In the lawsuit, which she filed in federal district court in Manhattan, Dhue points to a series of public statements that O’Reilly made after the Times article ran, saying the accusations were false and made maliciously.
According to the complaint, O’Reilly stated in April 2017 that he parted ways with Fox due to “unfounded claims.” In June, he blamed the allegations against him on “far-left progressive organizations that are bent on destroying anybody with whom they disagree.” In October, he said that he “didn’t do anything wrong.” He also said that he had never had any complaints filed against him in more than 40 years of work.
Dhue, who describes herself as a journalist and an advocate for alcohol and substance abuse recovery, maintains that these statements defamed her and harmed her professional life.
Frederic S. Newman, an attorney for O’Reilly, said in a statement that Dhue’s lawsuit had “absolutely no merit.”
“Mr. O’Reilly has never mentioned Dhue, and any attention she has received has been the result of her own actions. Mr. O’Reilly will defend himself in court fully and aggressively against all unfounded, opportunistic claims, and he will seek all appropriate legal remedies as well,” the statement read.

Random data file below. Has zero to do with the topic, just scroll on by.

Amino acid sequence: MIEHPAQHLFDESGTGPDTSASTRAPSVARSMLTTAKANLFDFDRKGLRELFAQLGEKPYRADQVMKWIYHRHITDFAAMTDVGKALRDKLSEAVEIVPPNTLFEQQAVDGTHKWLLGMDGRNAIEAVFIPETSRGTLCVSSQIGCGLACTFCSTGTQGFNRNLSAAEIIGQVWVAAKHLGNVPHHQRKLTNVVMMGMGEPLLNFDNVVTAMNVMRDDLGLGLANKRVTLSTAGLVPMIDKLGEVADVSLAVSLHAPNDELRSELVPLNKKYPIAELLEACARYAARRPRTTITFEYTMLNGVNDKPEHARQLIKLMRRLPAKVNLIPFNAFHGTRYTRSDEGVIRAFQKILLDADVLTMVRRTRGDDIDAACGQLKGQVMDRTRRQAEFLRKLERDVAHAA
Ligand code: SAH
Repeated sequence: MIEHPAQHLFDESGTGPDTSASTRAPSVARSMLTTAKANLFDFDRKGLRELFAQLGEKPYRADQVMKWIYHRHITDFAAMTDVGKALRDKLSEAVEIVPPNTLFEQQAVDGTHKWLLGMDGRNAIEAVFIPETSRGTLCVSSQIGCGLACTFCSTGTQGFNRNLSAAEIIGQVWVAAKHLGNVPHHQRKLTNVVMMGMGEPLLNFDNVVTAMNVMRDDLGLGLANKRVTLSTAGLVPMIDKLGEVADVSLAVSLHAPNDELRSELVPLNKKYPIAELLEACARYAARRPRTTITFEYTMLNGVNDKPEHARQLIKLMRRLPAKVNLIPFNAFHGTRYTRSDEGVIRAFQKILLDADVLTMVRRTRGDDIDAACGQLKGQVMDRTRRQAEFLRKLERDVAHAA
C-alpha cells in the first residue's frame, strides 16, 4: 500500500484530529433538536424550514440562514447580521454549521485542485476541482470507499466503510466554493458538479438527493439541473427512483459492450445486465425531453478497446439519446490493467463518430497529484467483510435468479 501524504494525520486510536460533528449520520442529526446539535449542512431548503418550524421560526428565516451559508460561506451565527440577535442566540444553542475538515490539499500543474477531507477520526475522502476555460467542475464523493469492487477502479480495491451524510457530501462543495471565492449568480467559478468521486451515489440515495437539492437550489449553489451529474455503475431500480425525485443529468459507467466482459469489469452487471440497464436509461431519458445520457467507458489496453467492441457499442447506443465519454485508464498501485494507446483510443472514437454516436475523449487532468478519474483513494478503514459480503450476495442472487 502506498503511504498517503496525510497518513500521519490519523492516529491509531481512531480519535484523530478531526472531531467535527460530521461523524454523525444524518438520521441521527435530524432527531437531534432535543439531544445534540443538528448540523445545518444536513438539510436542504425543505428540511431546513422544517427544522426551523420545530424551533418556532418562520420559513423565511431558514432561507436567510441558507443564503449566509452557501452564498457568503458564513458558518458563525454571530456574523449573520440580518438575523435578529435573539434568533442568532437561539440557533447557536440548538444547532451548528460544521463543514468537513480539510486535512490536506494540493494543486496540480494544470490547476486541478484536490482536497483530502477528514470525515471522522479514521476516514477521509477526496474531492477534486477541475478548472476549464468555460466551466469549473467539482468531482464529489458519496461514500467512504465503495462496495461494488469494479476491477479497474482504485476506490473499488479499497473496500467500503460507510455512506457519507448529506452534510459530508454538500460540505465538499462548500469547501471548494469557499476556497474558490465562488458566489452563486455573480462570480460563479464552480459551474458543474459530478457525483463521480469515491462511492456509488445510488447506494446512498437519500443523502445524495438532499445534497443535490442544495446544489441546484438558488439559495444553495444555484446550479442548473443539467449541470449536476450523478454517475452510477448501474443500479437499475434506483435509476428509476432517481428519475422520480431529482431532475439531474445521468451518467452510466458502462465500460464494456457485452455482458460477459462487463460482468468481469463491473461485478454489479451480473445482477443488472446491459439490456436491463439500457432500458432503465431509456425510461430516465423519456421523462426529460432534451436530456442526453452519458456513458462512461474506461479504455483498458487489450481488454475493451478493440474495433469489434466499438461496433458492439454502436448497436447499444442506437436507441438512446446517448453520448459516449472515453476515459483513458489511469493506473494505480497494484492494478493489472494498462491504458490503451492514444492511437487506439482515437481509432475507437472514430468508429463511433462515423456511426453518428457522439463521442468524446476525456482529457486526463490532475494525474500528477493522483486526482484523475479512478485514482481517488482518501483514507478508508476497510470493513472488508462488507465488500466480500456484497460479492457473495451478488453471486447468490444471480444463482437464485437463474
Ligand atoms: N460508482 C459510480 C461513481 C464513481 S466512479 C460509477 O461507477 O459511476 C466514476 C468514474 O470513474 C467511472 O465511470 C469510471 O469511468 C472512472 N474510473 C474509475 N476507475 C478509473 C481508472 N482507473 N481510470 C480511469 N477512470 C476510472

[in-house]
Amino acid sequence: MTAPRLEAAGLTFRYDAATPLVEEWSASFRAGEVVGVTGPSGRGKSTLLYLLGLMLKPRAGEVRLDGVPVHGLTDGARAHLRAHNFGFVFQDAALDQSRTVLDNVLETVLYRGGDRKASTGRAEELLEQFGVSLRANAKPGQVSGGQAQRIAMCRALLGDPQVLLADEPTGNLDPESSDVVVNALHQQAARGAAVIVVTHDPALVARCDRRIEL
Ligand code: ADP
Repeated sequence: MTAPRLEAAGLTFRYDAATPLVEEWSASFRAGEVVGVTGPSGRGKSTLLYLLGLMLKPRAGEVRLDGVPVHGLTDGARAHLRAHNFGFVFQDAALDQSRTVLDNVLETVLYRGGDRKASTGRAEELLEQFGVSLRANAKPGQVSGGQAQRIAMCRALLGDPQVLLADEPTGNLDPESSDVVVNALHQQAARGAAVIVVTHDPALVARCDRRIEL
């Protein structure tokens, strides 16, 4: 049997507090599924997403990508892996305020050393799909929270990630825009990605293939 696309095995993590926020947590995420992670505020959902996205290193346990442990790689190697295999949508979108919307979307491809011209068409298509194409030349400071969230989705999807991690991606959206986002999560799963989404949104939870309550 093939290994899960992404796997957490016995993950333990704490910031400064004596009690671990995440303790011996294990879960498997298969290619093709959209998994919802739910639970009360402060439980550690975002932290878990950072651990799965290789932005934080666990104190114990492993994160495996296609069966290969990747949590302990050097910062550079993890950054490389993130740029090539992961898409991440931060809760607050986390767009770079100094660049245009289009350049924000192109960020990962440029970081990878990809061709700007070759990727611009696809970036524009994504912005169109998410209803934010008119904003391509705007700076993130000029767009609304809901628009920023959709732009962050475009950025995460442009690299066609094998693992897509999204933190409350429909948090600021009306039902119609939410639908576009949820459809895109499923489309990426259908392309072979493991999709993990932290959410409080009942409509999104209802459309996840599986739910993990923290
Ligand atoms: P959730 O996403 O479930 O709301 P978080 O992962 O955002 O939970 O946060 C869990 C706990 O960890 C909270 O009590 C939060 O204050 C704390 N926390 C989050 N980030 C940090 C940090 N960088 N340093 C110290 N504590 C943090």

Three other women who have reached settlements with O’Reilly have filed a similar lawsuit against him.
“The irony of all this post-settlement litigation is that O’Reilly — as well is his former (and late) boss Roger Ailes — expertly used non-disclosure/non-disparagement clauses plus stacks of money to enable and excuse his workplace behavior,” The Washington Post’s Erik Wemple wrote of that lawsuit. “Yet O’Reilly lacks the sophistication — which is to say, he won’t shut up — necessary to keep the whole putrid operation glued together.”